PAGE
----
In 1971, Phillip Zimbardo launched the now infamous Stanford Prison Experiment. 24 young men were randomly divided into prisoners and guards and put in a fake prison. The prisoners were arrested at their homes by real police officers, and given cell numbers, prison uniforms, all to see what the effects were of putting people in a dehumanising environment.
The experiment was cut abruptly short when it was discovered how devastating an effect certain circumstances can have on our morality. Though the “guards” were just random participants, and they knew the prisoners were too, they played out the roles they thought were expected of them frighteningly “well”. The experimenters began to fear for the emotional and physical well being of the prisoners, and an experiment that was to last 2 weeks, was ended after just 6 days.
The experiment was one that helped reveal what is called the “banality of evil” – the idea that, given the right circumstances, most everyday people can commit, or stand by and watch, unspeakable acts of horror against humanity.
Thirty years later, Philip Zimbardo is still studying the things that change everyday people, but now he is working on what he calls the “banality of heroism“, basically the same idea as above, but with a better outcome: given the right set of circumstances, ordinary everyday people can turn into heroes.
Philip defines a hero (a term he feels is getting watered down today), as an act or quest in the good of humanity, and that involves a risk or personal sacrifice. The second part is important, without the risk of physical or social harm, they may be acting kindly, or altruistically, but not heroically.
One thing that Philip and his team have discovered in their research of what are the right circumstances to forge a hero, is that they have a code. They have a set of moral principals that guide them in their lives. In an article about heroism, Philip tells the story of Chiune Sugihara, a Japanese consul official who was working in Lithuania during World War II. Sugihara signed more than 2,000 Visas for Jewish refugees that were fleeing persecution, even though he’s superiors gave direct orders not to.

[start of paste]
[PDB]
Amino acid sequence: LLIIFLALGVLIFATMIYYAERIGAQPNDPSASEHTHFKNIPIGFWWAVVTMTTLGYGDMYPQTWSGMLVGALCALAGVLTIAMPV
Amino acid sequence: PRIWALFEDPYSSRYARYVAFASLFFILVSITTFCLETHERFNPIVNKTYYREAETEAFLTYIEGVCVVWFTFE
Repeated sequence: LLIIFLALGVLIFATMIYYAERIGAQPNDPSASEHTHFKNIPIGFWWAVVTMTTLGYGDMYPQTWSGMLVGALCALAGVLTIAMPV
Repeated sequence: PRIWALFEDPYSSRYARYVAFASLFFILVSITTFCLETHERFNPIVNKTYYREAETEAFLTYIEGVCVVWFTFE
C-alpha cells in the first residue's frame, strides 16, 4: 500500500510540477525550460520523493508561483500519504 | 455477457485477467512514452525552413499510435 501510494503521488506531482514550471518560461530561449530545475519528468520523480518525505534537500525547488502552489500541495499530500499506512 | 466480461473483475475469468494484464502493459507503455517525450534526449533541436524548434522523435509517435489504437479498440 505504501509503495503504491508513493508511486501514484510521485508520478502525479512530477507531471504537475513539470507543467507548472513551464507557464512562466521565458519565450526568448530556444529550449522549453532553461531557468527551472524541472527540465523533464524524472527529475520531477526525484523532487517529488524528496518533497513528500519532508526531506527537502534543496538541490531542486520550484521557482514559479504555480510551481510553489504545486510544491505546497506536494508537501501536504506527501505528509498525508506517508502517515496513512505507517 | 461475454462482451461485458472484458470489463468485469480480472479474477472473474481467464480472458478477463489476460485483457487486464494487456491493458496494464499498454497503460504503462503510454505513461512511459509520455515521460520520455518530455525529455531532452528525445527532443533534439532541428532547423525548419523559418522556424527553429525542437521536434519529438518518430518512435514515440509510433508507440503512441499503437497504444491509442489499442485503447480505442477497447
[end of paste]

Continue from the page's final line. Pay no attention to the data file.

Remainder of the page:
Every day he risked his job and his families welfare to help thousands who’s lives were at risk.
Sugihara had a code that he weighed his decisions against – raised in a Samurai family, he was guided by the Samrai adage “Even a hunter cannot kill a bird which flies to him for refuge” in making his decision.
Philip Zimbardo and his colleagues have found that having a moral code helps prepare people to be heroes. It gives them a code by which to guide their own actions, and also in learning and understanding that code, it helps them to mentally prepare for situations where they may find that code challenged.
How much time do we spend today on building and maintaining our moral code? Particularly in a secular education, we spend a lot of time learning and practicing rules for solving maths problems, science problems, and many other technical problems. But how much time do we spend comparatively, on moral problems, and on building our own moral code?
Based on the work of Philip Zimbardo and the work of Heroic Imagination Project, its likely it will be time well spent. Why not take some time to examine what your moral code is? What are your absolutes?